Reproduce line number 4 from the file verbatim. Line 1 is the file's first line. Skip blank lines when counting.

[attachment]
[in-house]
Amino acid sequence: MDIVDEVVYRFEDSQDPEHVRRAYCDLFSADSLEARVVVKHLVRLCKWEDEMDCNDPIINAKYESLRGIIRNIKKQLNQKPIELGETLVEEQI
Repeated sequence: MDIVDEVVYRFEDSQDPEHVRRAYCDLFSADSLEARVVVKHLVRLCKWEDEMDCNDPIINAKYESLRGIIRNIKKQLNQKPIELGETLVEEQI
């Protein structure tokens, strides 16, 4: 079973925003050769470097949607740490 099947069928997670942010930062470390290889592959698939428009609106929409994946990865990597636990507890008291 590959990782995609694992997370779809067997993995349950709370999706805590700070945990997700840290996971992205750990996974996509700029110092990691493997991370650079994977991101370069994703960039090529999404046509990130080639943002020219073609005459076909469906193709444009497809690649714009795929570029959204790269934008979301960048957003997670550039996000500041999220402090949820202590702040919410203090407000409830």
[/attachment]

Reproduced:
């Protein structure tokens, strides 16, 4: 079973925003050769470097949607740490 099947069928997670942010930062470390290889592959698939428009609106929409994946990865990597636990507890008291 590959990782995609694992997370779809067997993995349950709370999706805590700070945990997700840290996971992205750990996974996509700029110092990691493997991370650079994977991101370069994703960039090529999404046509990130080639943002020219073609005459076909469906193709444009497809690649714009795929570029959204790269934008979301960048957003997670550039996000500041999220402090949820202590702040919410203090407000409830």